We're waiting to turn from Woodmont onto Valley Vista or Vista Ridge or Valley Forge--the road that is known mostly as The Way to the Mall. I've got my turn signal on, sitting at the bottom of a hill, waiting for the traffic to clear so I can turn left. Above the din of the fellas I hear a shriek of tires, behind me, rising fast, and I look in the rear view mirror to see a maroon Saturn (a car, though it might as well be a planet) heading for us. Not heading for us--it's righttherebehindus. In slow motion I think: I'll pull over (but my arms can't work), and I'll honk my horn (to alert somebody? who? the car behind me with the shrieking tires?) that I'm there with these four children in the car. It's too loud--the screeching tires can't possibly stop before hitting us--and I brace myself for the impact. Can'tbelieveit, I think.

It doesn't happen. I look into my mirror again (were my eyes closed?), and I see the sheet-white face of a girl, very young, with eyes wide open. She has what looks like a 1982-era frizzy perm. She is frozen. She can't believe she didn't hit us. I can't believe she didn't hit us. I look across the road at a car waiting on the side street, and the poor gray-haired woman in a Subaru can't believe she didn't hit us. She holds her cheeks like they'll warm her palms. I'm about to have a stroke, and my hands shake as I steer the car through the left turn we were waiting to take.

The boys didn't even hear the shriek of the tires; David thought it was Clif howling the way he often does. If I hadn't explained to them what had just happened, they wouldn't have even known.

I would bet a hundred bucks there was either an iPod or a cell phone not far from that girl's hand. I'm not saying this was some kind of omen (IT WAS AN OMEN, Y'ALL), but it was scary enough that I hereby swear that I'll keep my phone and my iPod in my purse whenever I'm driving. Because the fact is, the sheet-white face could have been mine, albeit with lank and ungroomed hair, and the carful of boys could have been somebody else's loud crowd going to the movies.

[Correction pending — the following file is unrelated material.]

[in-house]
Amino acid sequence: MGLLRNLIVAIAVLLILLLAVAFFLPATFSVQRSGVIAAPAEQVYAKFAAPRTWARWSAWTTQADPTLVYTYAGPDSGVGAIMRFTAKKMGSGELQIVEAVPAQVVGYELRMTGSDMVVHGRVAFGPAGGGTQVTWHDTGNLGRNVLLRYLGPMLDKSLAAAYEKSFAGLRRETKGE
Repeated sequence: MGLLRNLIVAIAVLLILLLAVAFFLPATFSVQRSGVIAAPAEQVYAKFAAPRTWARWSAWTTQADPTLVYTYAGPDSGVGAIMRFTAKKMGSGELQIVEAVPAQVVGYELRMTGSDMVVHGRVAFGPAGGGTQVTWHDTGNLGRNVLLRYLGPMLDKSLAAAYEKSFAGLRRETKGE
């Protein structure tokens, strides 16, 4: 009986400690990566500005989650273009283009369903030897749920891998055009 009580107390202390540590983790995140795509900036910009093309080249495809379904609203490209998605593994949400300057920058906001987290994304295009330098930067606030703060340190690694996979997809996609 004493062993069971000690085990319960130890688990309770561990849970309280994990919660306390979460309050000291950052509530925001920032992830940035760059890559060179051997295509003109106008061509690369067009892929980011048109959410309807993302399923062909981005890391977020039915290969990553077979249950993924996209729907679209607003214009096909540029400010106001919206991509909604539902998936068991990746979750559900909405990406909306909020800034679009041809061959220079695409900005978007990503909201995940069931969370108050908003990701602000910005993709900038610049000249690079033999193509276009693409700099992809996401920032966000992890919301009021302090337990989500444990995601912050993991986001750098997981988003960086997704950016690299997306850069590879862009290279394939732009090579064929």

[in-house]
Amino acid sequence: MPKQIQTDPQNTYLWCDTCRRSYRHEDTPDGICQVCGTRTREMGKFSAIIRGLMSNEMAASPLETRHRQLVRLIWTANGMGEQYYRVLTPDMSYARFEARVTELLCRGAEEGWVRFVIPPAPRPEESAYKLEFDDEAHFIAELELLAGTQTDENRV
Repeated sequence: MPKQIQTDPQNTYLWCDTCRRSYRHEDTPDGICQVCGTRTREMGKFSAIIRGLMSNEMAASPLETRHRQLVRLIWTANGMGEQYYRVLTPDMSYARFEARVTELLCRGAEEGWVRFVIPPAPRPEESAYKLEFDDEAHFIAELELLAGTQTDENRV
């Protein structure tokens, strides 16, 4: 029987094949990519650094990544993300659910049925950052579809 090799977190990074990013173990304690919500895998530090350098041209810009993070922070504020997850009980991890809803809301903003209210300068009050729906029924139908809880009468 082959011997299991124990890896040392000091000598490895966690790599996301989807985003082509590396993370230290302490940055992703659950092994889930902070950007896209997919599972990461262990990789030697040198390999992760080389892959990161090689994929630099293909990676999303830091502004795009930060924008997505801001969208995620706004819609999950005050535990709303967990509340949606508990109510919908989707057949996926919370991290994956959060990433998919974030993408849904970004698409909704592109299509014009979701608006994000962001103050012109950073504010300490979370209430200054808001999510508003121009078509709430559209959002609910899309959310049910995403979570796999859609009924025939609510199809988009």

I don't mess with my gadgets when there are kids in the car. But by myself, I have been known to take a call on the fly. Or to dig around for a playlist. How horrifying to have to say to a police officer, "Uh, I was just skipping that Patty Loveless song I don't really like."

On a Lighter Note

Thanks, everybody, for such a choice smorgasbord of knitting ideas. And thanks especially for Smartypants Meg BRAGGING about knowing where the White Stripes are recording in Nashville yet somehow failing to say where. That's just great. As IF I would go ask for an autograph. Or a photo. Or a lock of hair, sheesh. It's not like I would knit a freaky tribute sweater or anything.

OK so maybe I would. But I'm going to let that little idea marinate for a bit while I work on that shrug. I've been patting a lone skein of Blue Sky Alpacas Alpaca Silk like it was my long-lost cat. (That's it above, shade 130, Mandarin, for the curious.) Lush stuff. And the shades are gorgeous--there's not a color I wouldn't want to use for this. How often can you say that about a yarn?



Posted by Ann at 11:30 PM | Comments (49)

February 19, 2007

Ball and Biscuit